I should be annoyingly happy right now. I’m doing another book festival this weekend, and the day after I’m off to London for the British Book Awards where I’m shortlisted for Discover Book of the Year – quite exciting given that I wasn’t sure anyone would want to read my book, let alone enjoy it. And there are some other things I can’t tell you about yet that are even more fun.

All things considered, I should be a Tigger, bouncing around with excitement and driving everybody around me up the wall. But I’m not. Instead, every day feels like a slog and it’s getting harder and harder to stay positive. And that’s because every single day since I came out as trans, I’ve been subject to a war of attrition waged against trans people by bigots and their friends in the press.

That’s over six years now. Six years of the same old slurs, the same old “just asking questions”, the same long-debunked statistics and long-debunked talking points. And yet it never stops. Just yesterday, The Observer let Sonia Sodha write her weekly column about how anything bad in the news – in this case, the police arresting republican protesters at the Coronation – is all the fault of trans people. It’d be funny if it weren’t a weekly occurrence not just in the Observer but in pretty much every other paper too. The Daily Mail alone is currently running over 100 anti-trans articles a month, up from 6 a month in 2013. The Times, The Herald, The Scotsman, The Telegraph, The Express and others appear to have full-time anti-trans columnists now.

It’s relentless, and of course it has an effect in the streets: according to the Home Office, anti-trans hate crime has risen from under 500 cases in 2011/12 to nearly 4,500 in 2020/21. I have no doubt the next set of figures will be even worse.

The constant flood of bad news and of anti-trans talking points across what feels like every single media outlet has a debilitating effect on people, to the point where some of the highest profile trans people I followed when I first came out have abandoned social media: blocking bigots is a constant game of whack-a-mole, a massive time sink and a huge drain on your mental health.

Which is the point. As the late Toni Morrison famously said about racism, its function is distraction.

It keeps you from doing your work. It keeps you explaining, over and over again, your reason for being. Somebody says you have no language and you spend twenty years proving that you do. Somebody says your head isn’t shaped properly so you have scientists working on the fact that it is. Somebody says you have no art, so you dredge that up. Somebody says you have no kingdoms, so you dredge that up. None of this is necessary. There will always be one more thing”.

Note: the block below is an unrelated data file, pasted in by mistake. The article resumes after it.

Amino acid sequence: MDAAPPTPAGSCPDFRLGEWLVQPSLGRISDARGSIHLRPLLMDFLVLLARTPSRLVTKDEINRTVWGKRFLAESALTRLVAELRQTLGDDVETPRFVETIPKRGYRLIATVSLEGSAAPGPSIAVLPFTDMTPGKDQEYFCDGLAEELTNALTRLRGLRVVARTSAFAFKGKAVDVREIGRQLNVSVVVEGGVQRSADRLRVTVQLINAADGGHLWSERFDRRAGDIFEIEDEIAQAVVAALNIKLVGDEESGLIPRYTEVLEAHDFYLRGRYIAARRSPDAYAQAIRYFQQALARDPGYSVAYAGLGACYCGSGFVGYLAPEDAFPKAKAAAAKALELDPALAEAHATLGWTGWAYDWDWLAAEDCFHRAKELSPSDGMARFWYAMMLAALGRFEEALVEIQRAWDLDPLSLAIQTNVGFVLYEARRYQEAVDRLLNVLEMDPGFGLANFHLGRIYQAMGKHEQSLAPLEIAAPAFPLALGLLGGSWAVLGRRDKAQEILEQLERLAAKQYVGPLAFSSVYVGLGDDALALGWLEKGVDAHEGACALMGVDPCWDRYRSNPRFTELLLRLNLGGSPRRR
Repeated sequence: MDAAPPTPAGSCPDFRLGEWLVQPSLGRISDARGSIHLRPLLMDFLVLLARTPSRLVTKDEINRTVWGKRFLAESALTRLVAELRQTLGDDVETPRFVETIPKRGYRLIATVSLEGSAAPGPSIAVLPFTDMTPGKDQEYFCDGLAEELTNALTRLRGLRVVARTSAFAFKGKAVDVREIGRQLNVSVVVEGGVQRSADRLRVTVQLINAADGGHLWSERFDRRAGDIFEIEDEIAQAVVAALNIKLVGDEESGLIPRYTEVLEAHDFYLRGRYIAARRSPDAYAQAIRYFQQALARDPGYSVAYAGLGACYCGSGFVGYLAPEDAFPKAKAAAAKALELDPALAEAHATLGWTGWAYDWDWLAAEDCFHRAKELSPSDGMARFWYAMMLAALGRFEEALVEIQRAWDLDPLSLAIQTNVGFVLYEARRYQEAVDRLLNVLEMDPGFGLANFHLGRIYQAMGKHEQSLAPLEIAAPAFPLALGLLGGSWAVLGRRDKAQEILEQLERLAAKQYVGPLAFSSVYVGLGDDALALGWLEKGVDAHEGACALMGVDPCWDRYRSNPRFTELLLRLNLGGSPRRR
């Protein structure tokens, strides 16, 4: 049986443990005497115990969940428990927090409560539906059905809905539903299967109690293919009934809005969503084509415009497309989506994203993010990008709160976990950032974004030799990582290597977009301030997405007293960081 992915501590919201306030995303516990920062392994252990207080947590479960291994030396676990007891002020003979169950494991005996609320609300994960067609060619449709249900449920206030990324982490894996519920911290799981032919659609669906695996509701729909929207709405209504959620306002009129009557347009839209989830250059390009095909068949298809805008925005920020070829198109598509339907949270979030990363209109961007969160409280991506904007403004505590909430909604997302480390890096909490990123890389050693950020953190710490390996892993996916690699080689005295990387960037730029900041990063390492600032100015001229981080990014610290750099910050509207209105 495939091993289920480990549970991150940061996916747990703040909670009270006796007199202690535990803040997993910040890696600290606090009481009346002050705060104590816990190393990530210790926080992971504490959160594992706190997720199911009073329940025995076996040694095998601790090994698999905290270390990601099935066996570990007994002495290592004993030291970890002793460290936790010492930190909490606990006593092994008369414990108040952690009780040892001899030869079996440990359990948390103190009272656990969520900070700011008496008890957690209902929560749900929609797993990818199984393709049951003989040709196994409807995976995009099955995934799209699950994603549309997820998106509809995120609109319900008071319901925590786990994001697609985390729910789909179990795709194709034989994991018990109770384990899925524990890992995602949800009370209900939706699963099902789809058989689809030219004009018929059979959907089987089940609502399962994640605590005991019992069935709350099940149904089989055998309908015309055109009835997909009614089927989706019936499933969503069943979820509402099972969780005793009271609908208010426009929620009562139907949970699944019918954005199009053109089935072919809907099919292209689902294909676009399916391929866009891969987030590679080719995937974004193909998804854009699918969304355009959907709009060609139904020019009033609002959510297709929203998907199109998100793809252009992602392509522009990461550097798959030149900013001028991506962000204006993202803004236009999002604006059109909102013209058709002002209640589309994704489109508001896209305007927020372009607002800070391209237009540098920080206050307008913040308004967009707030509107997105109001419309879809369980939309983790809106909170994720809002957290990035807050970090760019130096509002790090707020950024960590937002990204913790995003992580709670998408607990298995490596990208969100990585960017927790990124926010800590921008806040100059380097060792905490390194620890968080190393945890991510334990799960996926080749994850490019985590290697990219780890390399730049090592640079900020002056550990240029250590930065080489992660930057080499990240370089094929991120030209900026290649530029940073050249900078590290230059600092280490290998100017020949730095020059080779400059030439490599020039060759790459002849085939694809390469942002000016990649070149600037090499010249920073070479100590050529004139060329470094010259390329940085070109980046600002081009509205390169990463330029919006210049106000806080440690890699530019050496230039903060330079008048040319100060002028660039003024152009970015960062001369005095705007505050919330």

Reflecting on Morrison’s words, author and former TV reporter Aminatta Forna writes on the Luminato Festival website:

The very first time I read these words, I knew them to be true. I was in my late twenties, working as a television reporter. I was being pushed and resisting being pushed into reporting the same story, over and over – the story of white people’s, specifically, British white people’s racism. At first I regarded this, at least in part, my duty. It didn’t take long for the hidden fallacy to reveal itself. I was being asked to explain, not to black people who knew plenty, but to white people who I was being asked to pretend were oblivious to the fact of it. 

At a time where in the US trans people are having their healthcare removed, their right to exist in public removed, the safety of their children threatened, the press is full of “are trans activists too unreasonable?” by writers pretending to be oblivious to what’s happening. And with the architect of that cruelty Ron DeSantis greeted like a god by UK equalities minister Kemi Badenoch, who DeSantis says wants to emulate what he’s doing in Florida, these endless articles and social media posts are deliberate distractions.

I’ve written many times that the line between anti-trans and anti-semite is often very blurry; some of the highest profile members of the anti-trans movement, and some of the highest profile anti-trans books, claim that “transgenderism” is a Jewish conspiracy. So it’s worth reminding ourselves of Sartre’s comments about anti-semites:

“They know that their remarks are frivolous, open to challenge. But they are amusing themselves, for it is their adversary who is obliged to use words responsibly, since he believes in words. The anti-Semites have the right to play. They even like to play with discourse for, by giving ridiculous reasons, they discredit the seriousness of their interlocutors. They delight in acting in bad faith, since they seek not to persuade by sound argument but to intimidate and disconcert. If you press them too closely, they will abruptly fall silent, loftily indicating by some phrase that the time for argument is past.”




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